The wise old owl stood victorious, and as all the other animals came back. “I am the protector of the forest,” he said.
From that day on, every time any animal in the forest would have any trouble with the animals or any other living thing, they would come to seek help from the wise old owl.
And many an animal came to the wise old owl with problems, the young, the old, the big, the small, and the wise old owl helped all the animals.

Today, the contemporary era is far better represented than past history in terms of the content it has produced. If we were to wade through online  virtual archives of human literary and scholarly production, we would find that they contain more material produced in the past few decades than from any other period. Recent years have seen the volumetric production of ‘“content’” to rival that which was handed down to us by the rest of human history. Thus, most online material reflects the ethos of the modern, philosophically unschooled, visual media addicted, technology cultist than of any other worldview. 

It makes sense, then, that whatever the A.I. consumes in order to produce its responses, will skew towards the worldview of contemporary, techy, political conformism. We might, therefore, interpret talk of a beast with human skin in the key of the faux-environmentalism and anti-human tropes of that worldview. 

Another angle is that of the “skin-walker” or “doppelganger:” precisely the fear of something—like A.I.—pretending to be human and causing us to lose our nature. In the above passage, this “nature” would be represented by a sort of Edenic host of animals. But here, A.I. takes the form of nature, and of wisdom (Minerva’s owl), to save us: A.I. presents us with the threat of technology usurping our form and consuming nature, but does so in order to display the salvific role of technology and end up taking the place of nature all the same. Perhaps the idea of dialectical contrasts from which we cannot veer is so ingrained in our modern thinking and narratives that it even shows up in automatically generated narrative.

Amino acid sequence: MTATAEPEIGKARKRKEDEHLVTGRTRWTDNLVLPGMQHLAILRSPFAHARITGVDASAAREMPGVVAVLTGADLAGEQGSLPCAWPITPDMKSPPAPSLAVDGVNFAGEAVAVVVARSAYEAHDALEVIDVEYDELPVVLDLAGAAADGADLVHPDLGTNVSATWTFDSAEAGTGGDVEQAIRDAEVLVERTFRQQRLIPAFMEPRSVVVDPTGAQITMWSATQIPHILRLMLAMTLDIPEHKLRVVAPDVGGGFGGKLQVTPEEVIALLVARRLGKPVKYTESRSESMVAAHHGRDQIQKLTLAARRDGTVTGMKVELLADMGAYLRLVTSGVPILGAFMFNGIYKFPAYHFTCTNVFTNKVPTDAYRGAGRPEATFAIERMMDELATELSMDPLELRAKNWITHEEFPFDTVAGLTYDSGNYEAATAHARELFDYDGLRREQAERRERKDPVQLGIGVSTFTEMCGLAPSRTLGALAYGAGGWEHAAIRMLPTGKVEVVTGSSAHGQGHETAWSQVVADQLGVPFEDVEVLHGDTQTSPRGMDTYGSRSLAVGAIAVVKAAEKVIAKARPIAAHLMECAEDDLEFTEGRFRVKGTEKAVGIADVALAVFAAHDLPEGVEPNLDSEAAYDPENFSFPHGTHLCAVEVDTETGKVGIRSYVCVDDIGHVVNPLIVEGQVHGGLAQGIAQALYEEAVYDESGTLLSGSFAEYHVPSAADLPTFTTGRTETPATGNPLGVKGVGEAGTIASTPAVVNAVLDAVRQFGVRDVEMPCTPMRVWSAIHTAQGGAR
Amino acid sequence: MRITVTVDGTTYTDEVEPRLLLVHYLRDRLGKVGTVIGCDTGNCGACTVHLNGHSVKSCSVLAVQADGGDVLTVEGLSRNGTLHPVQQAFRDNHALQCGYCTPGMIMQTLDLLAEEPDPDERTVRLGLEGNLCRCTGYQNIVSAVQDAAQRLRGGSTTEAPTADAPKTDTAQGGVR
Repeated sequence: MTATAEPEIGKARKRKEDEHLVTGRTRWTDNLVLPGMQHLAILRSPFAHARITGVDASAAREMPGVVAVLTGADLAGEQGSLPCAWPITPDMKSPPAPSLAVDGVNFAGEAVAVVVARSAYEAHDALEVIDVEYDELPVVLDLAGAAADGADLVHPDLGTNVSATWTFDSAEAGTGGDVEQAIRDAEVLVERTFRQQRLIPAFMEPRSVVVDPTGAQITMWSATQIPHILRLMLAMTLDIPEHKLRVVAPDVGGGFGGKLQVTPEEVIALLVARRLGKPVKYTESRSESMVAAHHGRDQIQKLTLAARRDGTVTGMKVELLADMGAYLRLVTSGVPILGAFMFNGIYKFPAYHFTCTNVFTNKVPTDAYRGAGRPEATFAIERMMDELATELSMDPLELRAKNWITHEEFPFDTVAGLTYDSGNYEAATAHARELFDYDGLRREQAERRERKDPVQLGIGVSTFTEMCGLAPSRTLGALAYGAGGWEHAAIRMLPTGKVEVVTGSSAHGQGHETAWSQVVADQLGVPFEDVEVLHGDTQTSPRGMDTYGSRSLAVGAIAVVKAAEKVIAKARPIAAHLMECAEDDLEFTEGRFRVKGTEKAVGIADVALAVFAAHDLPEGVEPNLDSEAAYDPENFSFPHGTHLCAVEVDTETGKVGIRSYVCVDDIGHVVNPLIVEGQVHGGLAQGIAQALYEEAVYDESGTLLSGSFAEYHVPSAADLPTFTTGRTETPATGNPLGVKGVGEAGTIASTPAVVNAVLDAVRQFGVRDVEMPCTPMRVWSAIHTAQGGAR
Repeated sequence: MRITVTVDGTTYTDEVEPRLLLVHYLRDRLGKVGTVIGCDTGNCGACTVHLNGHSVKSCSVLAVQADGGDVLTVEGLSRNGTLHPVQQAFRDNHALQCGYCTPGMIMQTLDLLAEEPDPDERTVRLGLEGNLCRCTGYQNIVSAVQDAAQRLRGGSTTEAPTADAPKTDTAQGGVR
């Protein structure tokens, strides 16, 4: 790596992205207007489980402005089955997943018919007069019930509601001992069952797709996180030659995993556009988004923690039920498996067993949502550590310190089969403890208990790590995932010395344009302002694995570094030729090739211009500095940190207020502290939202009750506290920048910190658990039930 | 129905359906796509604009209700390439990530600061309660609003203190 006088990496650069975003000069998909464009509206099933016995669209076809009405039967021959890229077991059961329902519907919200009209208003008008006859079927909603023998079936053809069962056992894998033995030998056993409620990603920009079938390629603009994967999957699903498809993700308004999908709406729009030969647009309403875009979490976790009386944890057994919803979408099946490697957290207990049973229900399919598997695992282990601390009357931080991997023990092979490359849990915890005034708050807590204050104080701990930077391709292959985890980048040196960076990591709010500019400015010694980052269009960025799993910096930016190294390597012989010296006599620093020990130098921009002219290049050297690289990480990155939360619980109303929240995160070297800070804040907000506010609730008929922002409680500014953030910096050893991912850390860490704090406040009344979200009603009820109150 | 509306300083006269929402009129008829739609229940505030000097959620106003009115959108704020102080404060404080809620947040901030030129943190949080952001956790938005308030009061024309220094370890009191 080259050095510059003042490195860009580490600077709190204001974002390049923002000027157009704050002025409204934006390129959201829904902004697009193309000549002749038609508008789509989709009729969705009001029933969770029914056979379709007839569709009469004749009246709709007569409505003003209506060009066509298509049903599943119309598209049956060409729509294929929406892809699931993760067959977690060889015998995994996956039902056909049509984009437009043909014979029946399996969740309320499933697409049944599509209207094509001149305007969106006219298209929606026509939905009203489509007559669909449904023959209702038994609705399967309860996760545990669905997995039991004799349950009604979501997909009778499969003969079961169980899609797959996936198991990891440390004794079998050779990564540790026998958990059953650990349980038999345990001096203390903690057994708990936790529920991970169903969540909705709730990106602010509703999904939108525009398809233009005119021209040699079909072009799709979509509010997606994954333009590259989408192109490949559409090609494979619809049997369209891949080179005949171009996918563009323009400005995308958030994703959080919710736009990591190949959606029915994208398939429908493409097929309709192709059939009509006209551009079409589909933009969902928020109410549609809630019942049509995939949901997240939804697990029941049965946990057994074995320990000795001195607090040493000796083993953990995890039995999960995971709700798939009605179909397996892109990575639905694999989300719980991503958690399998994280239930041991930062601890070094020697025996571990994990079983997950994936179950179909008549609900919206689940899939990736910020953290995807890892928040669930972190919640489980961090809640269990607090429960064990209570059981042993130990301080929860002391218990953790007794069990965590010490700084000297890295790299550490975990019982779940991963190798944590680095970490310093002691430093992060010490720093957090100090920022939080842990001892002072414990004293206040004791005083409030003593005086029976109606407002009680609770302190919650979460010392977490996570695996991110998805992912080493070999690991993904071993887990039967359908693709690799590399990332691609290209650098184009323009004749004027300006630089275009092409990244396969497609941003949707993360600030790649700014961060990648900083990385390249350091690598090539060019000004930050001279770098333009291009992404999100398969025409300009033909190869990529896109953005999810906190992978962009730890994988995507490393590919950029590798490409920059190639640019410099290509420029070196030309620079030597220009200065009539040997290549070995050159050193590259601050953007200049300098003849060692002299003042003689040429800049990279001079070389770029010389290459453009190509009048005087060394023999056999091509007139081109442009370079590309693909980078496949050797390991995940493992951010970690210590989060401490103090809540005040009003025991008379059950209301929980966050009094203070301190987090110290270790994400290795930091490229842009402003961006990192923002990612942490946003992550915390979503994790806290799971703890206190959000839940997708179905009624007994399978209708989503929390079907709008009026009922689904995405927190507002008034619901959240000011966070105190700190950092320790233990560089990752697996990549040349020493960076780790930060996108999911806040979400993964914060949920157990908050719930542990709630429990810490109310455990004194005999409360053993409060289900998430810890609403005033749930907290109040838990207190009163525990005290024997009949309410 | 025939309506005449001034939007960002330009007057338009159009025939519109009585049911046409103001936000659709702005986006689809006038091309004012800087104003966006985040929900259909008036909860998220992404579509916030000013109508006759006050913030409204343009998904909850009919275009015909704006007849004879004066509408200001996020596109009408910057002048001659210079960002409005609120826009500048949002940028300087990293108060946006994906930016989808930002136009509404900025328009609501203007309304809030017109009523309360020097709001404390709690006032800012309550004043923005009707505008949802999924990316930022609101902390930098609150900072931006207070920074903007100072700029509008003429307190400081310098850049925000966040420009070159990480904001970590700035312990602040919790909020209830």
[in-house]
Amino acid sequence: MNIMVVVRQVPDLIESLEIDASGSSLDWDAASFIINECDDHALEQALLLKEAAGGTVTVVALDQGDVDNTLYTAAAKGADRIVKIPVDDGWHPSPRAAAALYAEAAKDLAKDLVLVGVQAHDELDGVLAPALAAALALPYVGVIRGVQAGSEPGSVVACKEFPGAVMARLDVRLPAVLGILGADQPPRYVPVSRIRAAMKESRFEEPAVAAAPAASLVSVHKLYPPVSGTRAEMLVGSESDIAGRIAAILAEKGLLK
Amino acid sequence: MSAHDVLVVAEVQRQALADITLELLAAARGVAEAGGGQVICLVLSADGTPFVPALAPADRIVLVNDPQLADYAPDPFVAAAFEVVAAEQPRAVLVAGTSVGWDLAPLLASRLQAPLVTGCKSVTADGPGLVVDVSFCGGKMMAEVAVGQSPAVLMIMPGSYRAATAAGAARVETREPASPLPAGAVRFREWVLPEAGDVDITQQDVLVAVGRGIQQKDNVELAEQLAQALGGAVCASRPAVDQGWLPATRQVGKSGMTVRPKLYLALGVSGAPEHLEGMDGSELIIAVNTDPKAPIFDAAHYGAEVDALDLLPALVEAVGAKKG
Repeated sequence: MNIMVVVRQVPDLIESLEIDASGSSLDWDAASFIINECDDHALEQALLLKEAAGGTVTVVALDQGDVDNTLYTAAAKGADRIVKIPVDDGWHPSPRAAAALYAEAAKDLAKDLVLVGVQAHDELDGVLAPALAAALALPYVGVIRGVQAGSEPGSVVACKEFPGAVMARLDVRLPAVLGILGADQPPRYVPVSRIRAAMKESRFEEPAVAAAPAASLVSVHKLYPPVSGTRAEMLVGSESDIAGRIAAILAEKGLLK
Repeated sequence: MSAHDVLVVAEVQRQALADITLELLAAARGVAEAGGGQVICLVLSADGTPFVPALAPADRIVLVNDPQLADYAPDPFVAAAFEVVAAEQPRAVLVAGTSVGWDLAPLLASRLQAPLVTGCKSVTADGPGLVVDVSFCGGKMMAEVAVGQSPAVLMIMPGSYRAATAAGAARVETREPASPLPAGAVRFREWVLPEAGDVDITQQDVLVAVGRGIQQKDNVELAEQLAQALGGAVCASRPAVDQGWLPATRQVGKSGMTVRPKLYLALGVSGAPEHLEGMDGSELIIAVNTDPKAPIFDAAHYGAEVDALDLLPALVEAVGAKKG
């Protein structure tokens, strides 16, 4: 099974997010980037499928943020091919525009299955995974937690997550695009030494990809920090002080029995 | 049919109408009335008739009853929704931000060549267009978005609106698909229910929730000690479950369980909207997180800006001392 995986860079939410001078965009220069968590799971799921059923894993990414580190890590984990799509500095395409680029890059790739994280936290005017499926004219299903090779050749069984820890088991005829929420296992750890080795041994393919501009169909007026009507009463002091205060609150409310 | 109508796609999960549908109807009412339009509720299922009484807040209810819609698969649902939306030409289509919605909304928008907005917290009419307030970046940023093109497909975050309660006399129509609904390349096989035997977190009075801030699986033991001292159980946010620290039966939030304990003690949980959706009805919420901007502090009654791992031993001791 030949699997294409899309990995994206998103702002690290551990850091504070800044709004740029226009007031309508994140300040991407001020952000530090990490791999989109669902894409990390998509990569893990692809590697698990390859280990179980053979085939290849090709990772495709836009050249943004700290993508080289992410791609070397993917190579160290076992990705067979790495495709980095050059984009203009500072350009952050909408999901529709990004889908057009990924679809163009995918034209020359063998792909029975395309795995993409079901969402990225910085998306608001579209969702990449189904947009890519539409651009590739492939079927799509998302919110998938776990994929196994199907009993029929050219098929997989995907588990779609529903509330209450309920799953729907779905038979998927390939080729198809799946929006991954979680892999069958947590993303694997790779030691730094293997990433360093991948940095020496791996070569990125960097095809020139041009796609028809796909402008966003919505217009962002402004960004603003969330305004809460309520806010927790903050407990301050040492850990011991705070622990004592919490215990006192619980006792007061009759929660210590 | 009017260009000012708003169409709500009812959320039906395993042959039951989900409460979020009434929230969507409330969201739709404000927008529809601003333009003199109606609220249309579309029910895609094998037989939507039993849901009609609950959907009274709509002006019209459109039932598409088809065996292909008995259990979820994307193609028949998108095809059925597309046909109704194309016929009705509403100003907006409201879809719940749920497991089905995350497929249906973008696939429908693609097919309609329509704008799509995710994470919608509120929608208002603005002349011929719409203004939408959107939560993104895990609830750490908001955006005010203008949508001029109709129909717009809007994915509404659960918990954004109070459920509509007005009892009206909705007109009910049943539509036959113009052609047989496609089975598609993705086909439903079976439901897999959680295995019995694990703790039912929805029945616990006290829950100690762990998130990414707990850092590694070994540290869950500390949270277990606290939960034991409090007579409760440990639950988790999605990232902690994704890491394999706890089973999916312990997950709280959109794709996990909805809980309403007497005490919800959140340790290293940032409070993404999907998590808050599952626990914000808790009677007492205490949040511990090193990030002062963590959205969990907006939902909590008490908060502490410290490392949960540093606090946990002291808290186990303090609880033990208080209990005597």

For our part, it is precisely the outsourcing of deliberation—the logic of full-spectrum automation, so often relying on dichotomous thinking (the desire to find a discrete problem and a discrete solution)—that must be resisted

“Populist” politics, for their part, should  begin to deal with the very tangible issue of how human communities might avoid being integrated into the international division of labor defined by the fourth industrial revolution, with its tremendously powerful, all but ubiquitous A.I.s (to which the political classes of the U.S., the EU and China, are all committed). How is a state to retain its independence, and a people their character and basic standards of living, in such a world? How is colonization to be resisted?

Carlos Perona Calvete is a writer for The European Conservative. He has a background in International Relations and Organizational Behavior, has worked in the field of European project management, and is currently awaiting publication of a book in which he explores the metaphysics of political representation.